• tenuous •
Part of Speech: Adjective
Meaning: 1. Slender, thin, delicate, fine (referring to abstract and inanimate objects). 2. Watery, weak, diluted, thin (liquid). 3. Flimsy, weak, lacking substance, as a tenuous grasp of reality.
Notes: Though we should always be tentative about accepting a tenuous argument, be careful not to confuse today's word with tentative in the sense of "hesitant". Tenuous refers to substance (flimsiness, weakness) while tentative refers to timing (hesitancy, delay). The noun for today's word is tenuity, though if you have space to spare, tenuousness will also do.
In Play: Tenuous is not used to refer to slender people or animals but only to inanimate or abstract objects: "A tenuous mist had settled tentatively on the hills behind the house, waiting for the rising sun to scatter it to oblivion." Are you tired of watery? Here is the perfect substitute: "The tenuity of the contents of his bowl left open the question of whether it was soup or bouillon."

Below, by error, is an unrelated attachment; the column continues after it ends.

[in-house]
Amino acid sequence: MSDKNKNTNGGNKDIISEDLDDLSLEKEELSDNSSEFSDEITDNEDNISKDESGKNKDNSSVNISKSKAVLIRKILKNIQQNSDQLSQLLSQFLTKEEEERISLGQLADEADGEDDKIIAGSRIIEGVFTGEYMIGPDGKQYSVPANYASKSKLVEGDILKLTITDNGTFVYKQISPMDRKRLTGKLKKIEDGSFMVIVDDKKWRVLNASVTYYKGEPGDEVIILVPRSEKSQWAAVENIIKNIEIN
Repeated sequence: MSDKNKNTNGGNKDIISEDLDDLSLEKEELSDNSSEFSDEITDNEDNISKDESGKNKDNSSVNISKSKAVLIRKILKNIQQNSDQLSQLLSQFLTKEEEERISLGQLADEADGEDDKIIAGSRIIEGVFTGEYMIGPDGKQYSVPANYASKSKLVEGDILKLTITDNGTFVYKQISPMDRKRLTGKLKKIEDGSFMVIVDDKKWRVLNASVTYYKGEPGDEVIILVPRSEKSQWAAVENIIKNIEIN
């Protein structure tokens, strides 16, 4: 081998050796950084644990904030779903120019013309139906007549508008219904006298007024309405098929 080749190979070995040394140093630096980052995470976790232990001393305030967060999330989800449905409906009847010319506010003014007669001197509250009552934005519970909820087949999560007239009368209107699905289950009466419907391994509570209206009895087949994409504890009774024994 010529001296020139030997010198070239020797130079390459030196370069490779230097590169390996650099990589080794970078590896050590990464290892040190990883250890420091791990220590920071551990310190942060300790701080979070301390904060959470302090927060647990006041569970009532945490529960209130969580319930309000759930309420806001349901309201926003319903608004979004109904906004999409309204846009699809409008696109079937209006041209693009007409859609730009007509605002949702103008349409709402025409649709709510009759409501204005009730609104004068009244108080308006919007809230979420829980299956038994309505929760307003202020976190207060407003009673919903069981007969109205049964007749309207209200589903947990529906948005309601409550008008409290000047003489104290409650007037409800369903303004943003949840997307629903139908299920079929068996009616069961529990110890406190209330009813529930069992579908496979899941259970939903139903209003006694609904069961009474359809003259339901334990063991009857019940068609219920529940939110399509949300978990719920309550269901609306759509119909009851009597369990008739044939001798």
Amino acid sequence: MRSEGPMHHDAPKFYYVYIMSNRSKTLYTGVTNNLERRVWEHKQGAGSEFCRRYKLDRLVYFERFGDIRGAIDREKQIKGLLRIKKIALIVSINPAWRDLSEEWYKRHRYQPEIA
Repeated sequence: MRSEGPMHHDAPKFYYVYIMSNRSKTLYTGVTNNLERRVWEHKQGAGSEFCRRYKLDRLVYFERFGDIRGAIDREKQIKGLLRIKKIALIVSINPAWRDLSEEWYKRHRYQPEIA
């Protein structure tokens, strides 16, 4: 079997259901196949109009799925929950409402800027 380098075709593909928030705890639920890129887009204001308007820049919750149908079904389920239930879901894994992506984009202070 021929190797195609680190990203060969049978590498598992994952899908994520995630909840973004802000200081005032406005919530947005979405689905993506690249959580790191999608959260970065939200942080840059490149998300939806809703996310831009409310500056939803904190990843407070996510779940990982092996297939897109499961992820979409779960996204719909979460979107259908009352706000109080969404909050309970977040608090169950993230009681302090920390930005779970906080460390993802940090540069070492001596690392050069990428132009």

Word History: Today's Good Word is a makeover of Latin tenuis "fine, nice, delicate, subtle". This adjective is one of dozens throughout the Indo-European languages based on a root (ten-/ton-) that originally referred to stretching. From our Latin borrowings we have tenacious, tendril, tenon plus all borrowed words containing -tain- (retain), -tin- (continue), and -tend- (extend). Tenor was a borrowed word derived from Latin tenere "to hold". Greek tetanos "rigid" became English tetanus while tonos "string" gave us tone. (There is nothing tenuous or tentative about our gratitude to Bob Scala for suggesting today's Good Word.)
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